August 26, 2016
Cahiers d’Art is pleased to present a new exhibition, Picasso Redacted, featuring a series of new intimate drawings made by Robert Longo based on major masterpieces of Picasso, as well as a monumental print, Guernica Redacted (After Picasso’s Guernica, 1937), published by Cahiers d’Art. The exhibition accompanies the latest issue of the Cahiers d’Art revue, “Picasso: In the Studio,” which features an interview with Longo about his practice and his connection to Picasso. HIGHLIGHTS OF THE EXHIBITION PICASSO REDACTED Picasso Redacted consists of a selection of new charcoal and graphite drawings by New York–based artist Robert Longo, made expressly for the exhibition, together with a large-scale special archival pigment print of Longo’s Guernica Redacted (After Picasso’s Guernica, 1937), 2016, published by Cahiers d’Art. This large-scale limited edition archival print is based on Longo’s monumental charcoal on mounted paper drawing, Guernica Redacted (After Picasso’s Guernica, 1937), 2014. This original drawing measures 111 ½ x 244 1/4 inches. Guernica Redacted demonstrates a new and critical development of Longo’s radically increased level of intervention of the original source image. Heavy black vertical charcoal stripes fracture Picasso’s already fractured composition by intermittently cutting through the entire picture plane. Longo explains, “I thought of the frames of a film and the flicker of black and white news reels of the past, the bars of a prison, or the redaction of sensitive texts.” Elements of this large charcoal drawing are present in this limited edition print. A meditation on the difference between “looking” and “seeing,” particularly with images that we think we know, Longo’s Guernica Redacted creates opportunities for a very different understanding of Picasso’s famous outcry
Press Release: 14 April 2016 – against the tragedies of war. Longo is known for his use of black and white in his abstract works. His art frequently has a meditative quality that, in this instance, reveals the considerable influence of Picasso on his practice. The works on view in this exhibition bear much in common with Longo’s “Heritage” series of 2006. Speaking of that earlier series, Longo described it as a form of educational therapy, in which reproducing artists’ significant works on a small scale gave him a better understanding of their compositions.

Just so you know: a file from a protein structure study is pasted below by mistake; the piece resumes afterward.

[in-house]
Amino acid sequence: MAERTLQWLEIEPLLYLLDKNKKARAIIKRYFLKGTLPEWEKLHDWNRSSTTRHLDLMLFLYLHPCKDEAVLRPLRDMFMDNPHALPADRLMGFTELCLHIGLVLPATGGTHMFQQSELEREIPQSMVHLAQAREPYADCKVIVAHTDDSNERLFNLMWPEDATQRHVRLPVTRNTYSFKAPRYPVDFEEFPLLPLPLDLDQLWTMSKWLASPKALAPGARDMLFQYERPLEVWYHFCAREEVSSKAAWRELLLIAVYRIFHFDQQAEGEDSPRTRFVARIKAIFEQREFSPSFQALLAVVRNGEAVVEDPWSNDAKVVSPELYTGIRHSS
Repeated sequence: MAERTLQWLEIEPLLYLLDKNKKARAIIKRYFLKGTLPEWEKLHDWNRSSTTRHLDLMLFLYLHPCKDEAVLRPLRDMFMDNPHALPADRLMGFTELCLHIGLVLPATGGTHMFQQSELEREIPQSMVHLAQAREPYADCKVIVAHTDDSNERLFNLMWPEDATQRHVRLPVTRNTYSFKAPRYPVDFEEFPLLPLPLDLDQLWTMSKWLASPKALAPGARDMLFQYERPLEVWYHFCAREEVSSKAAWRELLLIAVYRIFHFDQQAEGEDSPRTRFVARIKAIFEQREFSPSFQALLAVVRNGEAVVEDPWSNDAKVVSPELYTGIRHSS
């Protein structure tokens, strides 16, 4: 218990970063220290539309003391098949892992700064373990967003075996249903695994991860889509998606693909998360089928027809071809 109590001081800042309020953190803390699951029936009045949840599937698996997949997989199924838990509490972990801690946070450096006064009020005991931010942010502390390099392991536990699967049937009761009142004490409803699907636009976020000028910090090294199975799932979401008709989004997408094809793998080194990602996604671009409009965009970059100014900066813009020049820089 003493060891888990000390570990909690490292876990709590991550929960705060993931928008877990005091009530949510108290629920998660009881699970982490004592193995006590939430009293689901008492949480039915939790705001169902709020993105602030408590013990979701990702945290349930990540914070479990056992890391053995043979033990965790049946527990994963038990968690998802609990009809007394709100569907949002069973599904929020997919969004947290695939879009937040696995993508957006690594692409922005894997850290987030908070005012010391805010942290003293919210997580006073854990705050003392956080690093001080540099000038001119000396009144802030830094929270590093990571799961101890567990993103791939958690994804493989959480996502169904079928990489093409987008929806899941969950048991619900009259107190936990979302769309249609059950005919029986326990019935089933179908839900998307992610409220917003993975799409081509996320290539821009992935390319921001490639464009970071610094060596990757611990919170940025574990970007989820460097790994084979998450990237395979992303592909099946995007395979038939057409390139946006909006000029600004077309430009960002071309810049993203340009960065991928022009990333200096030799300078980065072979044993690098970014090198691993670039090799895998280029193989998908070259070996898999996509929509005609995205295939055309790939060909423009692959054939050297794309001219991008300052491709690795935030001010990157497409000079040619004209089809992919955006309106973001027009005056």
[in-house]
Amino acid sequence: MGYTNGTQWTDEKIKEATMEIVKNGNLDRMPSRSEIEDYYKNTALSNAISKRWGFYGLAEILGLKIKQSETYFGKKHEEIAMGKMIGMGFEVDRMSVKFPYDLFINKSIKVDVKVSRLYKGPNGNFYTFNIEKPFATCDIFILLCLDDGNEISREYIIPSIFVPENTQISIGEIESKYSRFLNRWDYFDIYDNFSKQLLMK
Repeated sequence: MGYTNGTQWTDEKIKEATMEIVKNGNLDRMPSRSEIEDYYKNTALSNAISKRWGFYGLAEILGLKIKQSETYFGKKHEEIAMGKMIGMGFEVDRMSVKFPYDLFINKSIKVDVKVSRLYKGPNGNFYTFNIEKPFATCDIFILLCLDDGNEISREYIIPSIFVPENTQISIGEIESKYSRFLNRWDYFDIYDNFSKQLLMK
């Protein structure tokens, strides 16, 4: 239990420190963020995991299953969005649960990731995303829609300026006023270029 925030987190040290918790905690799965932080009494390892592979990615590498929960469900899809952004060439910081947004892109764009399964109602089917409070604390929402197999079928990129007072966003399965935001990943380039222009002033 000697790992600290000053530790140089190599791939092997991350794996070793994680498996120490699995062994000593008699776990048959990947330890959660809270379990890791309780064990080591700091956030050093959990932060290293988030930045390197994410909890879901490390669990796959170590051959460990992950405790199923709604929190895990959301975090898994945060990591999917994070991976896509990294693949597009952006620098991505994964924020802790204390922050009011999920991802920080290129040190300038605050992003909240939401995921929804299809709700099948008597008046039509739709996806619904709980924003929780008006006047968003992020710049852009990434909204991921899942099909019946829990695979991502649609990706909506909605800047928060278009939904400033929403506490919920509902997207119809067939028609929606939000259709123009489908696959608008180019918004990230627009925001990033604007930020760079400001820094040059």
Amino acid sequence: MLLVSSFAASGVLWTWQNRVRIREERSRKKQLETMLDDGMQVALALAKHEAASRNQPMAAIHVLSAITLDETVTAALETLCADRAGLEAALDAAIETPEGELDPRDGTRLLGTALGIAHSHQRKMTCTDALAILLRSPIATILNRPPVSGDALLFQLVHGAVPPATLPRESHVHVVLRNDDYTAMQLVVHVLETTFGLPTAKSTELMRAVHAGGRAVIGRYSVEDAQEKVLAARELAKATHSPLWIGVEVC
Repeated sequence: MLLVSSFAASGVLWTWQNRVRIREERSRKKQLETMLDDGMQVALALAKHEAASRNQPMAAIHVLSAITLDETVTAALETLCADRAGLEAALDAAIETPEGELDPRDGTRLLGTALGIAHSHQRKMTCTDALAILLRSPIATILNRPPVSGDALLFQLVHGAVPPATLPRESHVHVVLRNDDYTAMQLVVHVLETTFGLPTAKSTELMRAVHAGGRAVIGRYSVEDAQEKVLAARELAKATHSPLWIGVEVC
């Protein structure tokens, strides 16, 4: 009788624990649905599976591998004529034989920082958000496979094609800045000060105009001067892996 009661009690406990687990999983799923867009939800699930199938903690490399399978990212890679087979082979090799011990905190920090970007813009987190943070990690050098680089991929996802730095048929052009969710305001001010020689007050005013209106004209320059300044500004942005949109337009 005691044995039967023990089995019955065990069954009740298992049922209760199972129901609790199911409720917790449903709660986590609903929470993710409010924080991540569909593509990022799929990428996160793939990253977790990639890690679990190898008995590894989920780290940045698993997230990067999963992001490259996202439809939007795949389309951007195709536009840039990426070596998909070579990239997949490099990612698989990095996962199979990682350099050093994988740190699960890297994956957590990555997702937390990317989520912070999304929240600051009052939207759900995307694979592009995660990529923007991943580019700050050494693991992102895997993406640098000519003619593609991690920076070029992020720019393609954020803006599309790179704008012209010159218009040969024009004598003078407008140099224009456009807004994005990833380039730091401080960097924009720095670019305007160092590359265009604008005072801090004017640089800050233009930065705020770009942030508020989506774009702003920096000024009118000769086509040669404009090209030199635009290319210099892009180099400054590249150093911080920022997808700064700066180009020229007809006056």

Longo has always been deeply impressed by Picasso’s unique assuredness of hand and by his inventiveness. In his interview in the Cahiers d’Art revue, he called Les Demoiselles d’Avignon his favorite Picasso painting, one that “marks the subjectivity of modern painting,” in which “Picasso was painting what he was feeling of what he saw.” The present exhibition includes Longo’s revisitation of that painting, Untitled (After Picasso, Les Demoiselles d’Avignon, 1907), 2016. In Longo’s Guernica Redacted [After Picasso’s Guernica, 1937], 2016, he engages one of Picasso’s most famous works, which is also one of the strongest political statements ever painted, and it is a task he does not take lightly: “Re-creating my contemporary version of Picasso’s Guernica,” he told Staffan Ahrenberg last year, “became not only a necessity, but also a challenge. The challenge was how to create a new picture of my own that would still carry the similar weight and impact as Picasso’s original Guernica did and still does.” The special archival pigment print published by Cahiers d’Art in an edition of three shows Longo’s brilliant vision of, and homage to, Picasso’s work, while reinforcing the masterpiece’s status in the present day. In this way, the image of Guernica comes to embody more than ever all the wars, suffering, and global conflicts of our time. In Cahiers d’Art, Longo reflected at length on his technique:
After experimenting with numerous versions over a period of time, I arrived at a critical conclusion where there are six black charcoal strips with various widths blocking and redacting content from the image of Guernica, as if it is too gruesome to be seen and refuses to be seen all at once. The tactic of these interventions allowed me the freedom to change Picasso’s original intended triangular composition and to call the attention to what’s been blocked. The black bars I added to the composition mimic filmstrips, the bars of a prison, and the redaction of secret correspondence. To undermine is to create a space where people can see what they can’t see or choose to ignore